Islamorada Village Council is going virtual again for its meeting on Thursday, May 7 at 5:30 p.m.
Up for consideration will be a resolution to illuminate what’s considered the village’s downtown.
Located between MM 81.2 and 82 on Old Highway, art galleries, studios, restaurants and boutique shops line the Morada Way Arts and Cultural District. It’s the spot to be every third Thursday of the month for Art Walk with vendors, music, food and drinks.
Currently, streets within the district are poorly lit. And it’s not visually appealing.
Recently, the village issued a request for proposals for lighting design and installation of fixtures, but none was received by the deadline. Village staff then requested estimates for the design and installation of lighting from two companies. Transportation Solutions & Lighting was the only one to provide an estimate, at $381,945 for design and installation.
The village’s adopted fiscal year 2019-20 public works capital projects fund budget included $300,000 for the design and installation of the lighting system. A budget amendment increasing the fund by $81,945 would be required to cover the actual cost of the project.
The project would be funded with local government discretionary sales surtax proceeds. If the village opted to apply to the Monroe County Tourist Development Council for total or partial funding, the project could not begin until after Oct. 1, 2020, and the application process could delay it for an additional year.
All in all, Vice Mayor Ken Davis said he believes the addition of light posts will serve the arts district well.
“It’s one of the nicer spots within Islamorada and it’s considered our downtown area,” he said.
Residents are encouraged to watch or listen to the meeting broadcast live on Comcast (within Islamorada only) on the Comcast local government channel 77, streamed live on the village website or on Zoom with the meeting ID: 91106564166.
The meeting can also be accessed by telephone. The call-in number is 301-715-8592. When prompted, dial the access code: 911 0656 4166#.
Public comment options have been expanded. Public comment will be accepted by webinar link, by telephone or by email.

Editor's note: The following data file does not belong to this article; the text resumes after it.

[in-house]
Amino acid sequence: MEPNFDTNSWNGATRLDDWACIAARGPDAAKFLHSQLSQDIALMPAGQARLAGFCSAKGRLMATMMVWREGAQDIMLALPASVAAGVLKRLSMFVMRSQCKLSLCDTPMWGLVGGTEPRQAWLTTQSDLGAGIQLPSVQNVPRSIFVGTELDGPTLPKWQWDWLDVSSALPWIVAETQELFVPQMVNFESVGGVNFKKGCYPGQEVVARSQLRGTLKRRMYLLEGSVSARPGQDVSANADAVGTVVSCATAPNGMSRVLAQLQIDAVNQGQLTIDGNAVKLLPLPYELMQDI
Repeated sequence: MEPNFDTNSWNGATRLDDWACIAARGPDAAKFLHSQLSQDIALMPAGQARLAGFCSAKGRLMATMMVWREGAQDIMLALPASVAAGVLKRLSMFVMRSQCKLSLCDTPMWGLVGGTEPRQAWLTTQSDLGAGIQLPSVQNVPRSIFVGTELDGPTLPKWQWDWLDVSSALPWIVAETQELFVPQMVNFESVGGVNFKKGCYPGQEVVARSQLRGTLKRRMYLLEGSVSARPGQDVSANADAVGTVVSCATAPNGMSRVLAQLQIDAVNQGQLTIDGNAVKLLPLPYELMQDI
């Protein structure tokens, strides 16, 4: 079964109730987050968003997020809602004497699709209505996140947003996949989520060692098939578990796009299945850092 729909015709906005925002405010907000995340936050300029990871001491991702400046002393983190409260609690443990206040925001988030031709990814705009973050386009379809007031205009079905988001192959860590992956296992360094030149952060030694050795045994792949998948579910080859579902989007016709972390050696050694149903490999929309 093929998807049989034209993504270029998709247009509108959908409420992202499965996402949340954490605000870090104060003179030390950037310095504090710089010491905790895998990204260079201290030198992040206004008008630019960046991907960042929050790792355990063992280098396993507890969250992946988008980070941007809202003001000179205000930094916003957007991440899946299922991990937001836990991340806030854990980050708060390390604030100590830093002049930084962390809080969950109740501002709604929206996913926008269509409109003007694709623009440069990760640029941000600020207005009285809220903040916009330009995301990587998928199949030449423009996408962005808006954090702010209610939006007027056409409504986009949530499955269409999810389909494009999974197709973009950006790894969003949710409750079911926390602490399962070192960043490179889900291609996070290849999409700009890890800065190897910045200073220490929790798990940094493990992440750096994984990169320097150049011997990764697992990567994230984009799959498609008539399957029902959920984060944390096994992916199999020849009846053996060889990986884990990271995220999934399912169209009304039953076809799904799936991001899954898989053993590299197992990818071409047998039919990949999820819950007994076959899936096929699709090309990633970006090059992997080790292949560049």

To be acknowledged during the public comment period, use the “raise your hand” feature. People will be unmuted to provide public comment in the order that they click on the raise your hand feature.
Those accessing the meeting by telephone can dial *9 to “raise your hand” to be acknowledged when the public comment period opens.
Public comment may be submitted via email to [email protected] to be read aloud by the village clerk during the meeting. Public comment should be submitted by 9 a.m. on Thursday, May 7 to ensure inclusion in the meeting. Email may be submitted during the meeting and will be read aloud by the village clerk if received timely. Please type “public comment” in the subject line of the email, include whether the comments are of a general nature or relate to a specific agenda item and identify the agenda item. Include your name and address. Please keep your comments under two minutes in length or your comments may have to be abbreviated. The agenda is available at the village’s website, islamorada.fl.us.
WATER FACILITIES WORK PLAN
Also up for consideration will be the first reading of an ordinance to amend the village comprehensive plan to update a water facilities work plan.
The village, like other municipalities, is subject to the South Florida Water Management District’s requirements for local water supply planning. State law requires local municipalities to update and adopt a 10-year water supply facilities work plan into the comprehensive plan within 18 months of the SFWMD’s approval of the Lower East Coast Water Supply Plan (LEWCSP). With potential limitations on continued use of traditional water supply sources, the work plan and comprehensive plan amendments address development of traditional and alternative water supplies, and conservation and reuse programs necessary to serve existing development for a 10-year period.
With the LEWCSP’s approval in November 2018, a May deadline is looming to amend plans within the work plan update.
The village’s water user rate over the last eight years is averaging 171 gallons per capita per day. This consumption rate is higher than the adopted level of service of 149.5 gallons per capita per day. The village says it’s likely that the higher rate is due to the greater number of resort and transient uses than other areas of the Keys.
In addition, there could be inefficiencies in the aged utility infrastructure. The replacement of the transmission lines is being addressed in the next three years by the water provider, and the Florida Keys Aqueduct Authority (FKAA) has programmed almost $30 million on a transmission line replacement for the village.
On top of conservation and education efforts, it’s recommended that the village request that FKAA increase leak detection efforts to the greatest extent possible.